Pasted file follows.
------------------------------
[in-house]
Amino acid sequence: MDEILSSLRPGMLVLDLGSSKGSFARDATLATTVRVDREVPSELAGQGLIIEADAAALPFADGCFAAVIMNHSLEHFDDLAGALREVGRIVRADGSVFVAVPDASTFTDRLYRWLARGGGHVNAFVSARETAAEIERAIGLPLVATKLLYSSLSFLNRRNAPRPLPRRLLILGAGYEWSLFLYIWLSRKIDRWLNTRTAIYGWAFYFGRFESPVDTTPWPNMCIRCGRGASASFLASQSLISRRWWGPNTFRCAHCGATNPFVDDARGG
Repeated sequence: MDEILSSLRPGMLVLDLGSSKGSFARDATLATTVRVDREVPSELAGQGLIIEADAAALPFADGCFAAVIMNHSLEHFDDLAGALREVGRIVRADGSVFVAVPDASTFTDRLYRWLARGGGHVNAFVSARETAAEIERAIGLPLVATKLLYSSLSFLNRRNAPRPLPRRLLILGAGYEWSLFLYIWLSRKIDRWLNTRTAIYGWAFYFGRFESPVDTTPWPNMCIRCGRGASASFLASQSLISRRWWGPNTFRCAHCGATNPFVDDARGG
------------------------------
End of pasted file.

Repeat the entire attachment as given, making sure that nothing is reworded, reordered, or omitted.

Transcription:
[in-house]
Amino acid sequence: MDEILSSLRPGMLVLDLGSSKGSFARDATLATTVRVDREVPSELAGQGLIIEADAAALPFADGCFAAVIMNHSLEHFDDLAGALREVGRIVRADGSVFVAVPDASTFTDRLYRWLARGGGHVNAFVSARETAAEIERAIGLPLVATKLLYSSLSFLNRRNAPRPLPRRLLILGAGYEWSLFLYIWLSRKIDRWLNTRTAIYGWAFYFGRFESPVDTTPWPNMCIRCGRGASASFLASQSLISRRWWGPNTFRCAHCGATNPFVDDARGG
Repeated sequence: MDEILSSLRPGMLVLDLGSSKGSFARDATLATTVRVDREVPSELAGQGLIIEADAAALPFADGCFAAVIMNHSLEHFDDLAGALREVGRIVRADGSVFVAVPDASTFTDRLYRWLARGGGHVNAFVSARETAAEIERAIGLPLVATKLLYSSLSFLNRRNAPRPLPRRLLILGAGYEWSLFLYIWLSRKIDRWLNTRTAIYGWAFYFGRFESPVDTTPWPNMCIRCGRGASASFLASQSLISRRWWGPNTFRCAHCGATNPFVDDARGG